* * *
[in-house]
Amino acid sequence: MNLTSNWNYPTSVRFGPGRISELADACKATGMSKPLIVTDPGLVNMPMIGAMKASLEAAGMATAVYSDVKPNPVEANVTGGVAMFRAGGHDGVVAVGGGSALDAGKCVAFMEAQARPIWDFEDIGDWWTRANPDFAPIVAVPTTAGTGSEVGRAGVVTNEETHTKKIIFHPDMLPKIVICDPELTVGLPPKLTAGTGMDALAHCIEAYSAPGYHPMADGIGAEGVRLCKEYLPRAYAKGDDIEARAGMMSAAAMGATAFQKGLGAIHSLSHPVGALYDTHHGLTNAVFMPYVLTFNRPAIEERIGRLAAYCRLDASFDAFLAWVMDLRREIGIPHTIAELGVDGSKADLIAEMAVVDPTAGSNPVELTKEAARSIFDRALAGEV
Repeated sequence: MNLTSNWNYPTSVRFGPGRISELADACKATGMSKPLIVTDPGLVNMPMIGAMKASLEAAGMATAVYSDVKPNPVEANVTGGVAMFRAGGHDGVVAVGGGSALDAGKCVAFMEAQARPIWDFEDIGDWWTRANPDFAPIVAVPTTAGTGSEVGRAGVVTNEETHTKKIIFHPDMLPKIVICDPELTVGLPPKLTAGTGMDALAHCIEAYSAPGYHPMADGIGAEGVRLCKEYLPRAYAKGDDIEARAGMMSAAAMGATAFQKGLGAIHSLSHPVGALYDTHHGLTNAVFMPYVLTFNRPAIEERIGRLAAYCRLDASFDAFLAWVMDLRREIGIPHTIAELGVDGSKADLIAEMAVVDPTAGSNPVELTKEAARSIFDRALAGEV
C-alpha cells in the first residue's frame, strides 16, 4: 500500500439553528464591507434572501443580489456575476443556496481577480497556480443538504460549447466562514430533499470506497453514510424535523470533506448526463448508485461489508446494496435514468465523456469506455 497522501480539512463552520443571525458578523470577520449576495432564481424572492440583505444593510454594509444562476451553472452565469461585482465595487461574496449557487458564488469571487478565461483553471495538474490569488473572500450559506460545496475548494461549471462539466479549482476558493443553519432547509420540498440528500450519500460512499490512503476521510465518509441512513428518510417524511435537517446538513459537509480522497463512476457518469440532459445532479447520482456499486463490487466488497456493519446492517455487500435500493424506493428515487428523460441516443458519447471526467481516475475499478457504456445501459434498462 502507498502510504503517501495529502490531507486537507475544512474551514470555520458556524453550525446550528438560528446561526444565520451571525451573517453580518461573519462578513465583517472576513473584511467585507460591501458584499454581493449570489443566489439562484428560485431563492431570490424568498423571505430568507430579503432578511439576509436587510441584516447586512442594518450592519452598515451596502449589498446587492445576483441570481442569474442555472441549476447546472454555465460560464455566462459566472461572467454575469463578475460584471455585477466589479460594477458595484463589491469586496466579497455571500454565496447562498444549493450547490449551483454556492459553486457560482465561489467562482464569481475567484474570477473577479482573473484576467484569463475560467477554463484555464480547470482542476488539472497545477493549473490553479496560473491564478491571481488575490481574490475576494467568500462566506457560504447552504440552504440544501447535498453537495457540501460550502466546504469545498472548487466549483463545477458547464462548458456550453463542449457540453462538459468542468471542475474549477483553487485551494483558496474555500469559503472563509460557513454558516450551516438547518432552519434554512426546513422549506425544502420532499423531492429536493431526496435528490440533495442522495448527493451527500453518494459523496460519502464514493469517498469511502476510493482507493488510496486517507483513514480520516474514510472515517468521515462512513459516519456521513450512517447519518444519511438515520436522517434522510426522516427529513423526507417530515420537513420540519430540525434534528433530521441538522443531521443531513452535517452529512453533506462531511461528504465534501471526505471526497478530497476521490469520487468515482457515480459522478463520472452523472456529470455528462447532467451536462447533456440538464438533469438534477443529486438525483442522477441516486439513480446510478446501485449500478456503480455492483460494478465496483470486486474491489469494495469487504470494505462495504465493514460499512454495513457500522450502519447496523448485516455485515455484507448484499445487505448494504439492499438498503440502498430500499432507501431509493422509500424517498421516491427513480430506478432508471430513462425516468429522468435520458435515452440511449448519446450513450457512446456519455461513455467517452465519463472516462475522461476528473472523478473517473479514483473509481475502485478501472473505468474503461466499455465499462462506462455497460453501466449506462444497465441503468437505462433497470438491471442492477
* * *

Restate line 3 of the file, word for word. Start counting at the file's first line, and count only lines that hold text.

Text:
Repeated sequence: MNLTSNWNYPTSVRFGPGRISELADACKATGMSKPLIVTDPGLVNMPMIGAMKASLEAAGMATAVYSDVKPNPVEANVTGGVAMFRAGGHDGVVAVGGGSALDAGKCVAFMEAQARPIWDFEDIGDWWTRANPDFAPIVAVPTTAGTGSEVGRAGVVTNEETHTKKIIFHPDMLPKIVICDPELTVGLPPKLTAGTGMDALAHCIEAYSAPGYHPMADGIGAEGVRLCKEYLPRAYAKGDDIEARAGMMSAAAMGATAFQKGLGAIHSLSHPVGALYDTHHGLTNAVFMPYVLTFNRPAIEERIGRLAAYCRLDASFDAFLAWVMDLRREIGIPHTIAELGVDGSKADLIAEMAVVDPTAGSNPVELTKEAARSIFDRALAGEV